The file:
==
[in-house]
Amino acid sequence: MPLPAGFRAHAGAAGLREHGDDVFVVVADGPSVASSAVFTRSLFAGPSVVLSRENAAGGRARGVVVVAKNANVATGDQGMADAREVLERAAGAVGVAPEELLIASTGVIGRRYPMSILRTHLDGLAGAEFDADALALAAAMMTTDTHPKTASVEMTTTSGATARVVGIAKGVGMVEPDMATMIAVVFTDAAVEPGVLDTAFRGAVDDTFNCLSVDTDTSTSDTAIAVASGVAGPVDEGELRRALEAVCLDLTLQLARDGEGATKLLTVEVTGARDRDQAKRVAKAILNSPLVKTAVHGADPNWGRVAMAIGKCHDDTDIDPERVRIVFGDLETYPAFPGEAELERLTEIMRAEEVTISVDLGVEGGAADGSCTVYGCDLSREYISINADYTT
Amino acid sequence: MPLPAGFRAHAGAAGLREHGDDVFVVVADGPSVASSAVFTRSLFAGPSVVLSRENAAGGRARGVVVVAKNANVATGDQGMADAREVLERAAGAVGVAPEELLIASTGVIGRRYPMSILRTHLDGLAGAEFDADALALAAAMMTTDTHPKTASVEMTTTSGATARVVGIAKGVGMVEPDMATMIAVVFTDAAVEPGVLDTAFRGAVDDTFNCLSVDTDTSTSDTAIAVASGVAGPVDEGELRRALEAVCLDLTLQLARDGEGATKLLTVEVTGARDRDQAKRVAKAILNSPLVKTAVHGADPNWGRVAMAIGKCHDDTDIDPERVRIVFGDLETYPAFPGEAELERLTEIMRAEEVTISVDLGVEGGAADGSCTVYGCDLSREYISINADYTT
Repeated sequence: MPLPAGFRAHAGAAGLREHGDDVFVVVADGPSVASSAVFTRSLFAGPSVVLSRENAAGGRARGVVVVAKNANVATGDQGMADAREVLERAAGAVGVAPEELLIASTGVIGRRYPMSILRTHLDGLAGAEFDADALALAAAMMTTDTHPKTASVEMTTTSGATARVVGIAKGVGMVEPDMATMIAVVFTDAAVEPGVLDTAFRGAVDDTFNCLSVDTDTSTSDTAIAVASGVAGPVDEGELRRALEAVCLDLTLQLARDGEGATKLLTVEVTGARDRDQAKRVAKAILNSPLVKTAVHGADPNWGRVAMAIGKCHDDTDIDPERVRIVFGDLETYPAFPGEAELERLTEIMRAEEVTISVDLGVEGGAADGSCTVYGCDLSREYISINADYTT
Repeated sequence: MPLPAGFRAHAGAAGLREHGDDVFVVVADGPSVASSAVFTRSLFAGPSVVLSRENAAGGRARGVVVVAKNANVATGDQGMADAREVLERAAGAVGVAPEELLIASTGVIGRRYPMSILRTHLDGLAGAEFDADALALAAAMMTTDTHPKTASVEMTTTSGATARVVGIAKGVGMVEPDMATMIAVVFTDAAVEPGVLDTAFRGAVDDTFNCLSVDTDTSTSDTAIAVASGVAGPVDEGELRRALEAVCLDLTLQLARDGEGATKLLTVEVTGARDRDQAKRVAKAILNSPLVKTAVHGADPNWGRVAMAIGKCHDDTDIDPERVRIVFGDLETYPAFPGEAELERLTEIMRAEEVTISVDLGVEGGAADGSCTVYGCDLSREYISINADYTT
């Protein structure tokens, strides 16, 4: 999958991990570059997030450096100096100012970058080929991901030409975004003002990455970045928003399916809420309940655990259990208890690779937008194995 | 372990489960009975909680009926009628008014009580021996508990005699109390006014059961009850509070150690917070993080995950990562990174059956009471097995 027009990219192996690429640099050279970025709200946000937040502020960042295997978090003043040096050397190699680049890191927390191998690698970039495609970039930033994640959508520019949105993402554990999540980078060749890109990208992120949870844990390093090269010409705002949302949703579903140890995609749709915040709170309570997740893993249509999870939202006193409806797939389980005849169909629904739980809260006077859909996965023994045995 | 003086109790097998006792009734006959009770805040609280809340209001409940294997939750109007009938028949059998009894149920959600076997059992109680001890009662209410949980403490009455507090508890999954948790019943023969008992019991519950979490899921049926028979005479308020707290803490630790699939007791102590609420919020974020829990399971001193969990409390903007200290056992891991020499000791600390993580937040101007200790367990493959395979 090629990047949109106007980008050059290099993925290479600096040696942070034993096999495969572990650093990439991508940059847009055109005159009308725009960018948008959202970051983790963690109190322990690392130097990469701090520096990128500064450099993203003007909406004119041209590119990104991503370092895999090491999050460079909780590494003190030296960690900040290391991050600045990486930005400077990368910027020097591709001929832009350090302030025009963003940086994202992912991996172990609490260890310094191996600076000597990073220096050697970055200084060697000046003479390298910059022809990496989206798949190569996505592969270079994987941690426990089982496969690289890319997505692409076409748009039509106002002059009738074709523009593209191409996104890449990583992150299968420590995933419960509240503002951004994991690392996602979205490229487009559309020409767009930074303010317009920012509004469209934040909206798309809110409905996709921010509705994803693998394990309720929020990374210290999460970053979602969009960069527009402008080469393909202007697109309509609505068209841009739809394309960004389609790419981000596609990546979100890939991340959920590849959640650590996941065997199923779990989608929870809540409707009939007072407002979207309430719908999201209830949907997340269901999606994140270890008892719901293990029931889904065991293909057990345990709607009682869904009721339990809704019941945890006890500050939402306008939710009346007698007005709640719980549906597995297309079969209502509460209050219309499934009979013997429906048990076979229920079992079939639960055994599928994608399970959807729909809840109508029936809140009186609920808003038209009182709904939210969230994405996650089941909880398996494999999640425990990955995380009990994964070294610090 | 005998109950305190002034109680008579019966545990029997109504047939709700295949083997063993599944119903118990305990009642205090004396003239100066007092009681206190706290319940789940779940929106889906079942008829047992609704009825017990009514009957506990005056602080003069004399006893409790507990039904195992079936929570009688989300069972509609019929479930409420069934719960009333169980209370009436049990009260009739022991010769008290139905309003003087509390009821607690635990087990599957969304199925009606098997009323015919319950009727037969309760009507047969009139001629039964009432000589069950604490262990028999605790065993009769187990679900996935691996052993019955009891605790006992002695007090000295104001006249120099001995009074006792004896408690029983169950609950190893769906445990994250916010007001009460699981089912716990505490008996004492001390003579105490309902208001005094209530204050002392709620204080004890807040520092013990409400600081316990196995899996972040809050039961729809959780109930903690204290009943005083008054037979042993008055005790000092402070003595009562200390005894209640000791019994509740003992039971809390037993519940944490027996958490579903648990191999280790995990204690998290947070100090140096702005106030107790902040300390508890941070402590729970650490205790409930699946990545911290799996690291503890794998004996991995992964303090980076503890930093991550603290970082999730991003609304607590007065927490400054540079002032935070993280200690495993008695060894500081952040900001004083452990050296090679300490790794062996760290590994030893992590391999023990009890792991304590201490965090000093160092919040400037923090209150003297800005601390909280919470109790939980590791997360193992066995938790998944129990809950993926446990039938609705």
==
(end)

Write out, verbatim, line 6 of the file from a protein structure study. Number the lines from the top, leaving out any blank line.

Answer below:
């Protein structure tokens, strides 16, 4: 999958991990570059997030450096100096100012970058080929991901030409975004003002990455970045928003399916809420309940655990259990208890690779937008194995 | 372990489960009975909680009926009628008014009580021996508990005699109390006014059961009850509070150690917070993080995950990562990174059956009471097995 027009990219192996690429640099050279970025709200946000937040502020960042295997978090003043040096050397190699680049890191927390191998690698970039495609970039930033994640959508520019949105993402554990999540980078060749890109990208992120949870844990390093090269010409705002949302949703579903140890995609749709915040709170309570997740893993249509999870939202006193409806797939389980005849169909629904739980809260006077859909996965023994045995 | 003086109790097998006792009734006959009770805040609280809340209001409940294997939750109007009938028949059998009894149920959600076997059992109680001890009662209410949980403490009455507090508890999954948790019943023969008992019991519950979490899921049926028979005479308020707290803490630790699939007791102590609420919020974020829990399971001193969990409390903007200290056992891991020499000791600390993580937040101007200790367990493959395979 090629990047949109106007980008050059290099993925290479600096040696942070034993096999495969572990650093990439991508940059847009055109005159009308725009960018948008959202970051983790963690109190322990690392130097990469701090520096990128500064450099993203003007909406004119041209590119990104991503370092895999090491999050460079909780590494003190030296960690900040290391991050600045990486930005400077990368910027020097591709001929832009350090302030025009963003940086994202992912991996172990609490260890310094191996600076000597990073220096050697970055200084060697000046003479390298910059022809990496989206798949190569996505592969270079994987941690426990089982496969690289890319997505692409076409748009039509106002002059009738074709523009593209191409996104890449990583992150299968420590995933419960509240503002951004994991690392996602979205490229487009559309020409767009930074303010317009920012509004469209934040909206798309809110409905996709921010509705994803693998394990309720929020990374210290999460970053979602969009960069527009402008080469393909202007697109309509609505068209841009739809394309960004389609790419981000596609990546979100890939991340959920590849959640650590996941065997199923779990989608929870809540409707009939007072407002979207309430719908999201209830949907997340269901999606994140270890008892719901293990029931889904065991293909057990345990709607009682869904009721339990809704019941945890006890500050939402306008939710009346007698007005709640719980549906597995297309079969209502509460209050219309499934009979013997429906048990076979229920079992079939639960055994599928994608399970959807729909809840109508029936809140009186609920808003038209009182709904939210969230994405996650089941909880398996494999999640425990990955995380009990994964070294610090 | 005998109950305190002034109680008579019966545990029997109504047939709700295949083997063993599944119903118990305990009642205090004396003239100066007092009681206190706290319940789940779940929106889906079942008829047992609704009825017990009514009957506990005056602080003069004399006893409790507990039904195992079936929570009688989300069972509609019929479930409420069934719960009333169980209370009436049990009260009739022991010769008290139905309003003087509390009821607690635990087990599957969304199925009606098997009323015919319950009727037969309760009507047969009139001629039964009432000589069950604490262990028999605790065993009769187990679900996935691996052993019955009891605790006992002695007090000295104001006249120099001995009074006792004896408690029983169950609950190893769906445990994250916010007001009460699981089912716990505490008996004492001390003579105490309902208001005094209530204050002392709620204080004890807040520092013990409400600081316990196995899996972040809050039961729809959780109930903690204290009943005083008054037979042993008055005790000092402070003595009562200390005894209640000791019994509740003992039971809390037993519940944490027996958490579903648990191999280790995990204690998290947070100090140096702005106030107790902040300390508890941070402590729970650490205790409930699946990545911290799996690291503890794998004996991995992964303090980076503890930093991550603290970082999730991003609304607590007065927490400054540079002032935070993280200690495993008695060894500081952040900001004083452990050296090679300490790794062996760290590994030893992590391999023990009890792991304590201490965090000093160092919040400037923090209150003297800005601390909280919470109790939980590791997360193992066995938790998944129990809950993926446990039938609705």